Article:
According to Morgan Stanley, Eros Now is forecasted to be among the top four OTT players in the U.S

With 34+ players competing in the OTT space, are consumers spoilt for choice? Do you envisage a broadcast kind of situation arise in the OTT space, where you have 800 channels competing for eyeballs?

Ali Hussein: I don’t believe customers are spoilt for choice. In fact, I think there is lack of choice. There are a lot of brands, but they are essentially repurposing TV content. Most of the viewership, for us, is coming through movies, which is high premium and something that people tend to pay for. The evolution of the business will mean good quality content will come in, and people will have the choice of good content to watch. There is a significant amount of growth that the industry has yet to see. Monetisation in terms of AVOD and SVOD is still in its early days. I don’t think we should ever think as an industry put together; this is a mature business to be in.

The fact of the matter is that TV is still a leader in penetration. Just recently, there was a report that digital subscriptions have dropped close to 20-25 per cent. You see a trend where India tends to leapfrog ahead of the curve and see a faster adoption in terms of digital VOD. Our set-top box strategy will ensure that we are able to leapfrog the ecosystem. More brands will be born and we will see them being consistent in content. If Amazon Prime does a show that doesn’t work, then that audience comes to us. We all invest in the ecosystem and benefit off each other. We understand that while brewing the ecosystem there might be spillage, but eventually we are going to grow the ecosystem for the right stakeholders to get the right share of voice.

Eros Now’s content is available on various platforms. Will you go the Disney+ route and cut back on the syndication deals?

Rishika Lulla: We have syndicated to satellite and will continue to look at syndication. But we will never be syndicating in a way that could potentially harm brand Eros Now. It is very much a business call that is taken in terms of what we syndicate. However, the sanctity of the content play on Eros Now is a separate call.

Eros, like Disney, was distribution first, where all of our content existed on different platforms. In terms of clawing back distribution, shareholder maximisation is something that is important for us, so we won’t be doing that due to strategic reasons. The way we look at it, you can change the way content is windowed. That is something that we actually started pioneering in 2015. We did something called 'TV Se Pehle' where we try to ensure that the first window post theatrical release goes to Eros Now. We did that for ‘Tanu Weds Manu’, ‘Bajirao Mastani’ and ‘Badlapur’. We believe a strong presence across the ecosystem allows us to play with our windows.

Typically, in the industry a trailer gets released on YouTube first, we created a windowing opportunity around that there as well, where a trailer gets a 24-72 hour exclusive window on Eros Now, prior to a trailer even being on YouTube. With all of our assets, we really like play with our windowing opportunities to make sure we get these spikes.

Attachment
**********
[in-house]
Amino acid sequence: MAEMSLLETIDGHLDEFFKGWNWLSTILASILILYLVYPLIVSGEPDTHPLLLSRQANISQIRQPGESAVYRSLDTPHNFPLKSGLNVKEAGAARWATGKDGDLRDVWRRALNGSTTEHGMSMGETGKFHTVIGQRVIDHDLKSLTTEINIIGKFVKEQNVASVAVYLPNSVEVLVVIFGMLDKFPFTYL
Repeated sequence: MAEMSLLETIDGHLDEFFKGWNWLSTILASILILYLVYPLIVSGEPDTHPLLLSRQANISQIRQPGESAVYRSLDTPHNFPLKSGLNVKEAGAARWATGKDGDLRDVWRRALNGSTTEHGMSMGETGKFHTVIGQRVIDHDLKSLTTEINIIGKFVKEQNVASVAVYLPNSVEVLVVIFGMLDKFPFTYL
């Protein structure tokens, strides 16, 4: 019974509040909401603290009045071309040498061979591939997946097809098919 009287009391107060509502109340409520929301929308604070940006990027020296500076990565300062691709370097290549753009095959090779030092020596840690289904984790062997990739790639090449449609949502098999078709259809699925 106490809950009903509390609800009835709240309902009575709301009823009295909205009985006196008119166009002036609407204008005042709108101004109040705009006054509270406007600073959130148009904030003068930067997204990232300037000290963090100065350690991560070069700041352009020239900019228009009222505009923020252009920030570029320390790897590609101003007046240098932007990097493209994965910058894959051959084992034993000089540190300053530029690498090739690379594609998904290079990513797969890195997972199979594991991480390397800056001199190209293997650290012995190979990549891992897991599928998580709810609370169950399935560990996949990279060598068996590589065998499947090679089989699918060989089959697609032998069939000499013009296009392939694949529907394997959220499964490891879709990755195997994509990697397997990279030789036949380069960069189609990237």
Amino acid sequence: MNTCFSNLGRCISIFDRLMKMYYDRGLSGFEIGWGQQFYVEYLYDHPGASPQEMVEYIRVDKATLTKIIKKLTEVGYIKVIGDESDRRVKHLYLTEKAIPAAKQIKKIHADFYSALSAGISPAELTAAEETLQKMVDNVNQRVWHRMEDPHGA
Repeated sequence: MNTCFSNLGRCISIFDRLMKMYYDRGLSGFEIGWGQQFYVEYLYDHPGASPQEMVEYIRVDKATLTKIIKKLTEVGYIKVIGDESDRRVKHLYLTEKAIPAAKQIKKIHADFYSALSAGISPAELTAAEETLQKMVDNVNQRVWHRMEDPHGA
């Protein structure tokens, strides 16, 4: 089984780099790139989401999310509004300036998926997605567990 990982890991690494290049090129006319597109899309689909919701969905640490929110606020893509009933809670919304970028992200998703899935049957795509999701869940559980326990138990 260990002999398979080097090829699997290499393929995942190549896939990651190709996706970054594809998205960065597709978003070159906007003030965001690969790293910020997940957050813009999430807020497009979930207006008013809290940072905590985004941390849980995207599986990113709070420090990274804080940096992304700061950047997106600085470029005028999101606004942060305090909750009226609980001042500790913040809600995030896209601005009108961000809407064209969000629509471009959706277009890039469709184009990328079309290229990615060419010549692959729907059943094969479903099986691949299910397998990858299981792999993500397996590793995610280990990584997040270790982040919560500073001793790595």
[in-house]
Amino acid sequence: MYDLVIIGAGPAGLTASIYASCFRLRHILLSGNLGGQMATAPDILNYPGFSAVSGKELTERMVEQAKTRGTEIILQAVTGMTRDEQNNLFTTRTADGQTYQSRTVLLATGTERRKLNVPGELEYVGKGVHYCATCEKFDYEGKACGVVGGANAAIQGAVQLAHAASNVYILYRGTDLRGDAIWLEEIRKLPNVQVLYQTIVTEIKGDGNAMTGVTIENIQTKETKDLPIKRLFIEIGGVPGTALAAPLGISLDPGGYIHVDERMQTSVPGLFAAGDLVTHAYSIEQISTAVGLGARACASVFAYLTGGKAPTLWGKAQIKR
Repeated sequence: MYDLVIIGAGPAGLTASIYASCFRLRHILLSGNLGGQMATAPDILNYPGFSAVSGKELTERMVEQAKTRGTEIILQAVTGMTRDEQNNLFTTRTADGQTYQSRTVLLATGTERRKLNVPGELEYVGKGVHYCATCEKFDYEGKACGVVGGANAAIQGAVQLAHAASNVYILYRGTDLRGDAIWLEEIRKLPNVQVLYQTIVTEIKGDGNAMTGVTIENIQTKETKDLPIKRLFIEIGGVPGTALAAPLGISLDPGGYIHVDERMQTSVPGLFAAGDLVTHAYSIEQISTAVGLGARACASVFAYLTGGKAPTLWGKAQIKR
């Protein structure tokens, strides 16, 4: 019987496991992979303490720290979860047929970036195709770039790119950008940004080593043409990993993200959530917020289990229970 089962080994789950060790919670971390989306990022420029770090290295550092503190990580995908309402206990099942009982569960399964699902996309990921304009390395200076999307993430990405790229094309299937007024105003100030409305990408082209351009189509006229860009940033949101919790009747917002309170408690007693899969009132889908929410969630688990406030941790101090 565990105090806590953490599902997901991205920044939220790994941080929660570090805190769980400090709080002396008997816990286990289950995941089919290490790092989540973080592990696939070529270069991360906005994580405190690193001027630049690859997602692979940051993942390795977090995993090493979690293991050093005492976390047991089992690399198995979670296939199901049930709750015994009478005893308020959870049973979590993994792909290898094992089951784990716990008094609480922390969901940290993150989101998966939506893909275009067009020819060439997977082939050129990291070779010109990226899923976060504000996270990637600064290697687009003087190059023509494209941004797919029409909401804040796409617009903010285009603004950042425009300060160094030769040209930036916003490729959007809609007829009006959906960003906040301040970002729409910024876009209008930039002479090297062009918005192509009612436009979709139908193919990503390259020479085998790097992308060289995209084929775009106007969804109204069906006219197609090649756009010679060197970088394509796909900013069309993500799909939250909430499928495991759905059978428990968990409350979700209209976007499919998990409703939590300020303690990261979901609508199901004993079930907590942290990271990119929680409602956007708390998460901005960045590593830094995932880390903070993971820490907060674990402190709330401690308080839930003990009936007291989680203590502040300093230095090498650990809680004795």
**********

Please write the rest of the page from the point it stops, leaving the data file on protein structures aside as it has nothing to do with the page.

I don’t necessarily see the Indian OTT market as taking an eyeball away from a television to a mobile. I think they can both exist simultaneously and the markets for the two are quite differentiated.

Will the streaming wars drive up the cost of content? Are you looking at content solutions to drive down the cost of producing original content?

Rishika Lulla: There is a divide between what is content and what you deem fit to spend on content. You have your broadcaster mentality on what to spend on content. You have your Netflix, Eros Now and Amazon Prime, who set out to create super premium shows. I don’t think quality of content will necessarily get standardised, but I do think the premium-ness you want in your content and how much you spend on your content should actually reflect in your end product.

Ali Hussein: The audience base in the OTT segment, which is on average in the 18-34 age group, is choosing digital services over TV services. The subscription isn’t reducing, but what may be happening is the universe may be expanding. They are moving from the subscription pack to the a-la carte pack. If you subscribe to Tata Sky Binge, you will get 5 services at Rs 249 a month, but you are accessing 5 services. We are creating multiple Indias, where people can choose to go for a bundle, or might just want a light pack.

Rishika Lulla: Unlike films, where your major cost of production goes into your hero, in OTT, your story is your real hero. If you have a solid story, then you don’t need the kind of content guzzling budget for it to transcend audiences.